October is defined in Webster’s Dictionary as “31 days of horror.” Don’t bother looking it up; it’s true. Most people take that to mean highlighting one horror movie a day, but here at FSR, we’ve taken that up a spooky notch or nine by celebrating each day with a top ten list. This article about the creepiest horror movie puppets is part of our ongoing series 31 Days of Horror Lists.
Tiny pretend people. If their life comes from something other than a hand up their back, I want nothing to do with them. When they spring into being within a horror film, their supernatural scurrying sends shivers through my system in a fashion unlike any other scary movie jolt. They represent existence where there should be none, toys made for our pleasure who revolt against our mastery—puppets as symbols of our inevitable collapse from the top of the food chain. We must squash every doll today so they may not rise up tomorrow.
The Boo Crew, consisting of Chris Coffel, Rob Hunter, Mary Beth McAndrews, Meg Shields, Anna Swanson, Jacob Trussell, and myself, have assembled the usual suspects. Yes, Chucky will appear (but maybe not in the position you would think). However, we’re not ready to bow to the obvious marionettes either, and you’ll discover diabolical puppets you’ve probably not yet considered. This is good. We need to control the narrative. We can’t let these little scrabblers get the upper hand.
10. Dead of Night (1945)
Where would spooky puppets be if not for Hugo, the dummy strapped to the arm of ventriloquist Maxwell Frere (Michael Redgrave) in the anthology film Dead of Night? “The Ventriloquist’s Dummy” is the most celebrated segment in the anthology film, thanks in no small part to the one-two punch of Redgrave’s performance and the uncanny quality of Hugo. Redgrave does the heavy lifting tying his character into knots of anxiety, but it’s Hugo and his wooden grin and piercing voice that keeps surfacing the creeps over 80 years later. If it weren’t for Hugo, we would never have seen Cliff Robertson lose his marbles in The Twilight Zone episode “The Dummy,” nor would we have gotten arguably Anthony Hopkins’ best performance as the dual characters of Corky and Fats in Richard Attenborough’s Magic. (Jacob Trussell)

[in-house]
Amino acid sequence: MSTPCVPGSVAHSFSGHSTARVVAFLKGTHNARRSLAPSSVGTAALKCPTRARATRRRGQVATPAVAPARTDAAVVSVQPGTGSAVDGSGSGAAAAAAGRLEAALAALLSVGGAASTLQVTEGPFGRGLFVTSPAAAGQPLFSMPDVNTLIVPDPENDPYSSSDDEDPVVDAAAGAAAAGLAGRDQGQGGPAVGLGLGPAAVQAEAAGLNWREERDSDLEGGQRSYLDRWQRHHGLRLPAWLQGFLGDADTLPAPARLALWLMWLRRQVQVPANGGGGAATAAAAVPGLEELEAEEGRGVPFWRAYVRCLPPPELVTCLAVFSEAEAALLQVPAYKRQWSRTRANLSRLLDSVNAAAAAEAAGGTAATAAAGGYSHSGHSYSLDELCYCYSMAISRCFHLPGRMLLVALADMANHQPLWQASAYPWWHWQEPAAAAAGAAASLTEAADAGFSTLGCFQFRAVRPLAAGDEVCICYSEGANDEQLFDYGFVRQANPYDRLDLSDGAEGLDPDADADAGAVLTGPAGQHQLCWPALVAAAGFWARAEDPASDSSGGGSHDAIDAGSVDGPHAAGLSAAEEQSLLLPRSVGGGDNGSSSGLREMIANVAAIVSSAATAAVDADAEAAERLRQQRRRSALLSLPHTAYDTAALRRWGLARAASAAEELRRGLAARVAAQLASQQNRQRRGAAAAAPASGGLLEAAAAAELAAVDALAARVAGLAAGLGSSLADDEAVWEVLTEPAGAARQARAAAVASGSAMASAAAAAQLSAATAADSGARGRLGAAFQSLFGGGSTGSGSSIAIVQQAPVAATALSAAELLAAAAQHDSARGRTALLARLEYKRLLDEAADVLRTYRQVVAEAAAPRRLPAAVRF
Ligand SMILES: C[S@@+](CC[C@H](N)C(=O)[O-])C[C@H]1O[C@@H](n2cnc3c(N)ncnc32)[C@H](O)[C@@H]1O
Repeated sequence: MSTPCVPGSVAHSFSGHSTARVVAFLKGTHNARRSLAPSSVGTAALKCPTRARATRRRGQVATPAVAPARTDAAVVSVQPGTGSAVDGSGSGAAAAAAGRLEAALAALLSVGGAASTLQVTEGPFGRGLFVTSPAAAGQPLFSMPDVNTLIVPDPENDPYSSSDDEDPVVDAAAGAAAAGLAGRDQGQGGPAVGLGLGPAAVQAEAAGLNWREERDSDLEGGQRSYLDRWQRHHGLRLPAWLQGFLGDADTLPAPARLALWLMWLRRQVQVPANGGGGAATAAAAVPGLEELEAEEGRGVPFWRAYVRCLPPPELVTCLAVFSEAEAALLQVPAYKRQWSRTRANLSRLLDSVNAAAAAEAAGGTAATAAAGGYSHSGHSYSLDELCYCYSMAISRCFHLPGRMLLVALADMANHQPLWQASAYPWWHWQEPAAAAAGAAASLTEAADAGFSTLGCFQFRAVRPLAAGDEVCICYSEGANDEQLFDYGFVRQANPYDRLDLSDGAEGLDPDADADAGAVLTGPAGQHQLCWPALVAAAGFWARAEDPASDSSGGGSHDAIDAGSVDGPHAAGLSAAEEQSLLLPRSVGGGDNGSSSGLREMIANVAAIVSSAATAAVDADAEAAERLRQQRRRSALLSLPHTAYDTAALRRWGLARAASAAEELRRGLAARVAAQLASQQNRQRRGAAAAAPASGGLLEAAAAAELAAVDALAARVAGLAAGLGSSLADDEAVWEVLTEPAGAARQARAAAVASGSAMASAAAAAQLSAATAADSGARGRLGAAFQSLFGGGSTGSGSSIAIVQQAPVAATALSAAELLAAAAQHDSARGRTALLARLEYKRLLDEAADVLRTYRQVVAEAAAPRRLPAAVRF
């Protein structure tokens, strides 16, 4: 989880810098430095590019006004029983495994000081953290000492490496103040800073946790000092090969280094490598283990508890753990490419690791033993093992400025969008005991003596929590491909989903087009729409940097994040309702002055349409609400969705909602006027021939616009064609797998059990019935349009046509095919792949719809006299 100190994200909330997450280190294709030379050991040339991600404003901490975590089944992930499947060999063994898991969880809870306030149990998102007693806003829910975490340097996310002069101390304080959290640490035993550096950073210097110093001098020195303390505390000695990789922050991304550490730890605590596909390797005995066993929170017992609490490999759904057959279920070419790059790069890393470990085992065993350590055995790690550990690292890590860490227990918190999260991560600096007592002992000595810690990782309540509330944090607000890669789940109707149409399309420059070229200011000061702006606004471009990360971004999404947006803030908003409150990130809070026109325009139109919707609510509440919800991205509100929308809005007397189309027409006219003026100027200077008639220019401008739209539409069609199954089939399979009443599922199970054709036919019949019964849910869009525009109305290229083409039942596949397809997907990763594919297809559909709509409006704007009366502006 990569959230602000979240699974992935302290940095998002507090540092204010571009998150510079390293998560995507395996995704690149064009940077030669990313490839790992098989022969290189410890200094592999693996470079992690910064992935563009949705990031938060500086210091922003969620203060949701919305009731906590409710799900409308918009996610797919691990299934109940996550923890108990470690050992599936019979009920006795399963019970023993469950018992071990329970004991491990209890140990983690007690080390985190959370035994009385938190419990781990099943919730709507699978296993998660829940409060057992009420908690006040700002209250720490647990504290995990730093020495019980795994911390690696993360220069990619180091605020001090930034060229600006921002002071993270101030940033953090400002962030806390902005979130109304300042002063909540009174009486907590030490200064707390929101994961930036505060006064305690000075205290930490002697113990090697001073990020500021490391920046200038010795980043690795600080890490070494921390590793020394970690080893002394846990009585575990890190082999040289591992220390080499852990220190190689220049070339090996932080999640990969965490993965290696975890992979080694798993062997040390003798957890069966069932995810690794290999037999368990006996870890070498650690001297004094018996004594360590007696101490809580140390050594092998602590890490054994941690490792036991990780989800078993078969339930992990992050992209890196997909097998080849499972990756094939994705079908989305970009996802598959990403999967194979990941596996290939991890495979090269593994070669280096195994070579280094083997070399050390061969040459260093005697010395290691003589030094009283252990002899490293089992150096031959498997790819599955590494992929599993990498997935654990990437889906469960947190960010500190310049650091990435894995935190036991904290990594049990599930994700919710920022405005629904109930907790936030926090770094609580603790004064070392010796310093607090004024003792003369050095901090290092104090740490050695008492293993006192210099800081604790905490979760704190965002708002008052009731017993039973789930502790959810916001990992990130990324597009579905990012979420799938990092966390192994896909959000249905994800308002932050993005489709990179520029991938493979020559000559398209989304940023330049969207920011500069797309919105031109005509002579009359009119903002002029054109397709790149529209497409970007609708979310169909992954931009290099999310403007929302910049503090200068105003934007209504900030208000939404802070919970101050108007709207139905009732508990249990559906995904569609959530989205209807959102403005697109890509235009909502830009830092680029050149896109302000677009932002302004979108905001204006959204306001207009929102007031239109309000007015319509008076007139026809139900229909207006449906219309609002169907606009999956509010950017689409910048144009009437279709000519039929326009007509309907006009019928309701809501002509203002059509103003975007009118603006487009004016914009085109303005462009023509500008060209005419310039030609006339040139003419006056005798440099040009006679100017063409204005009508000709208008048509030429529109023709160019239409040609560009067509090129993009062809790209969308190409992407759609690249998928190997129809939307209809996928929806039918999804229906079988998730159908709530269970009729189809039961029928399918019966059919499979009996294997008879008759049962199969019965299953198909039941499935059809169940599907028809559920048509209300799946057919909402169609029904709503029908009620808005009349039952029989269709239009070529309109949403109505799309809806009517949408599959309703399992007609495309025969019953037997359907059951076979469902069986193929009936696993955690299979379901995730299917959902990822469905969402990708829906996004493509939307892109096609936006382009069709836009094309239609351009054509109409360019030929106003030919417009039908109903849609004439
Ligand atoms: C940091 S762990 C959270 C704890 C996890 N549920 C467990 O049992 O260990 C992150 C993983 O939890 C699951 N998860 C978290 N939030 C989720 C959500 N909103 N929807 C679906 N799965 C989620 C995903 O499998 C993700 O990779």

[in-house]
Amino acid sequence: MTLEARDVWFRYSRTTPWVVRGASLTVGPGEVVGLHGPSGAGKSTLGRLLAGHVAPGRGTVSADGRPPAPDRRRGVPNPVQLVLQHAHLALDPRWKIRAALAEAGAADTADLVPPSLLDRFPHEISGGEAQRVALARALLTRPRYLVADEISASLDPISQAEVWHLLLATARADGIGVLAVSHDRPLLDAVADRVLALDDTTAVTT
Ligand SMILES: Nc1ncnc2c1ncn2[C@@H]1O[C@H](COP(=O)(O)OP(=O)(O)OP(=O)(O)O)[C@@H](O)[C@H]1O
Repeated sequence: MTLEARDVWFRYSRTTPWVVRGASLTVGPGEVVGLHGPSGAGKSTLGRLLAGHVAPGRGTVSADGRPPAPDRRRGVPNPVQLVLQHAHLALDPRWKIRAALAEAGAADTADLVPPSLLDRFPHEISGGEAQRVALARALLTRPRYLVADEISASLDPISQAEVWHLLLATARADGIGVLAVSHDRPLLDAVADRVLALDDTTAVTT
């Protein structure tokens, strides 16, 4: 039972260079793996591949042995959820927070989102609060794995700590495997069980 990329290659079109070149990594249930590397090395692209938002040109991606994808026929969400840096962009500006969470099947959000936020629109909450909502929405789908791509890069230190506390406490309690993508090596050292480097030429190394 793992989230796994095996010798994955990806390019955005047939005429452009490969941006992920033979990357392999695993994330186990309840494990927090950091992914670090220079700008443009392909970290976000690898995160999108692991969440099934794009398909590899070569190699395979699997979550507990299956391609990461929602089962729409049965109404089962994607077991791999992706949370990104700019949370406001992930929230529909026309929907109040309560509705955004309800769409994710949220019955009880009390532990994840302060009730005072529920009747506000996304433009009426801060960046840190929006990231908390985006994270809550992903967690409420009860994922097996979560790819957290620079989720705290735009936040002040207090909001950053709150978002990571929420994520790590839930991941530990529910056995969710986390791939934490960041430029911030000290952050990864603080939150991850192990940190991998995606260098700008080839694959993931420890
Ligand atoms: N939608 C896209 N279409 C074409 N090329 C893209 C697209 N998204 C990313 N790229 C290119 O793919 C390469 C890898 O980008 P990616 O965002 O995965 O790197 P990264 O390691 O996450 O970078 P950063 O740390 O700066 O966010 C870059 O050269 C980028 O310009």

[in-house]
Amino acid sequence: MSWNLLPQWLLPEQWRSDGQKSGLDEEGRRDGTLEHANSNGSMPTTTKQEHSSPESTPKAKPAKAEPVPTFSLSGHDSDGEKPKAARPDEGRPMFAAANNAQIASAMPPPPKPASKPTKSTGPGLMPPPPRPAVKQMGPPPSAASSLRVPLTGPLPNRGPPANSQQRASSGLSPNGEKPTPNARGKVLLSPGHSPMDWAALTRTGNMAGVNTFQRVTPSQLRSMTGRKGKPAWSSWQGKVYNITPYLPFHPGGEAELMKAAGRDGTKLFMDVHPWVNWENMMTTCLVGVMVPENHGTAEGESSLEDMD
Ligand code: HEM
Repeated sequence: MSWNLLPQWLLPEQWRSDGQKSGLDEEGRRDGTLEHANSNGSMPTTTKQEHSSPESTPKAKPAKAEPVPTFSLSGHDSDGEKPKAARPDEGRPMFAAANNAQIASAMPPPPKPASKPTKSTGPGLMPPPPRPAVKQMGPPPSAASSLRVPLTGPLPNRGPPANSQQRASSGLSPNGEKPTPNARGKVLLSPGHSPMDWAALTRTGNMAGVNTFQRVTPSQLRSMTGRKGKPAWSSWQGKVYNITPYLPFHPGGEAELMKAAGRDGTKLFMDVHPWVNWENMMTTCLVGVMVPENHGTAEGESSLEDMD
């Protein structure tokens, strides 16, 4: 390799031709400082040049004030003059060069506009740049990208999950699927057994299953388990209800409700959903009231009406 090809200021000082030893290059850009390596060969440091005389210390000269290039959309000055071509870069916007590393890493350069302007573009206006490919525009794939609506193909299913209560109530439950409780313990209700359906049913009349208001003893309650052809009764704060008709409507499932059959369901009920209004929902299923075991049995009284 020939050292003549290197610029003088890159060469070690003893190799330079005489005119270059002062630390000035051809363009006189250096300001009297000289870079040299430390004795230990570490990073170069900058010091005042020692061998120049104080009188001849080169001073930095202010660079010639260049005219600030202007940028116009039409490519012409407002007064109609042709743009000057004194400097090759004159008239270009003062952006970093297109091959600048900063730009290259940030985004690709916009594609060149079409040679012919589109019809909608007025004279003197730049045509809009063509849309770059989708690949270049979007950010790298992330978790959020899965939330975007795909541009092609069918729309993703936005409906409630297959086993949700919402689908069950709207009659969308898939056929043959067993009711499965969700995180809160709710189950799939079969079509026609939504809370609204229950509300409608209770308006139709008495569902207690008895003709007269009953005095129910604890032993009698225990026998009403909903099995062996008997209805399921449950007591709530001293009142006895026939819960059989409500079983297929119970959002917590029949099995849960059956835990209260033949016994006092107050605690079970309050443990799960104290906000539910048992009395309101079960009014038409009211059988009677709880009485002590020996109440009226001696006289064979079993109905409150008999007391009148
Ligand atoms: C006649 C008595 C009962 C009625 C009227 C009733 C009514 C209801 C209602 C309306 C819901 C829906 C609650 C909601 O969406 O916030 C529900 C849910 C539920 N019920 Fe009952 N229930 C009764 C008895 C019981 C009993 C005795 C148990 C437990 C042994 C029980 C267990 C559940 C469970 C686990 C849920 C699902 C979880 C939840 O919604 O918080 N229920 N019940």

9. Child’s Play (1988)
What the hell? How is Chucky so far down this list? I really need to discuss this slight with the rest of my Boo Crew associates. This little Good Guy is the king of evil dolls as far as I’m concerned. He’s a vicious response to the Cabbage Patch Kids craze of the 1980s, taking the Garbage Pail Kids mockery one step further into the homicidal. Brad Dourif’s puppet-trapped serial killer pretends that he wants out of his circumstance and into the body of a real-live boy, but he’s never been happier in his work than he is here as the predatory Pinocchio. Child’s Play is a demented slasher that stands weirdly outside most horror movie franchises, but Chucky deserves the same respect as Michael Myers, Freddy Krueger, and Jason Voorhees. He may be small, but his body count is as equally impressive as those other killer cats. (Brad Gullickson)
8. Krampus (2015)
You’re going to find a lot of clown puppets on this list of the best horror movie puppets. Dolls that come to life are scary. Clowns are scary. Smash them together, and you’ve got pure nightmare fuel. Der Klown in Krampus doesn’t merely rely on his creepy state of being; he throws in a few added bits to deliver that zhuzh. One, he’s a Jack-in-the-Box, providing a boost of a surprise to an already terrifying encounter, which also transforms his torso into a tentacle of sorts. Two, his mouth doesn’t crack the usual smile; it splits vertically as well as horizontally. Jesus Christ, no thanks to that. Der Klown’s hard expression also implies a much more ferocious face beneath the one he’s presenting. He’s a puppet, but one built upon demonic flesh. There’s an evil heart that beats beneath that costume, proving his actions come with treacherous intention. (Brad Gullickson)
7. Saw (2004)
What’s the deal with Billy? The puppet only makes the loosest sense as the emissary for John Kramer’s life or death traps. Tobin Bell’s philosopher killer doesn’t really seem like the gothy clown type, but there’s some hidden part to his personality that birthed this horrendous doll, and after seven films and a few reboots, we still have never met that side of him. But that’s okay; we all deserve our mysterious affectations. Whatever inspires Kramer to build his traps is between him and his inevitable oblivion. Kramer is like the rest of us. He’s seen plenty of movies. He knows he needs his gimmick, and that’s Billy. (Brad Gullickson)
6. A Nightmare on Elm Street 3: Dream Warriors (1987)
Yes, there are a lot of creepily-made horror movie puppets on this list. But what about human puppets? Well, A Nightmare on Elm Street 3: Dream Warriors has them both, and it’s traumatizing, to say the least. First, Krueger transforms into one of the marionette puppets owned by Phillip, one of the patients at Westin Hills Psychiatric Hospital. It’s an impressive moment of stop-motion claymation that shows Krueger’s face slowly emerging from a lump of clay. Then, as he manifests into Phillip’s room, he slices open his wrists and legs, pulling out tendons to make Phillip one of his beloved puppets.
It’s an absolute hellish nightmare to watch Phillip be dragged down the hall by his body parts in the hands of the bladed villain. He screams in agony as he can do little to stop his fate. Krueger then throws Phillip off the roof of the hospital to make it look like a suicide. The kicker: the “puppet strings” are only in Phillip’s dreams, so no one can see what puppet master Krueger is doing to the poor boy. (Mary Beth McAndrews)
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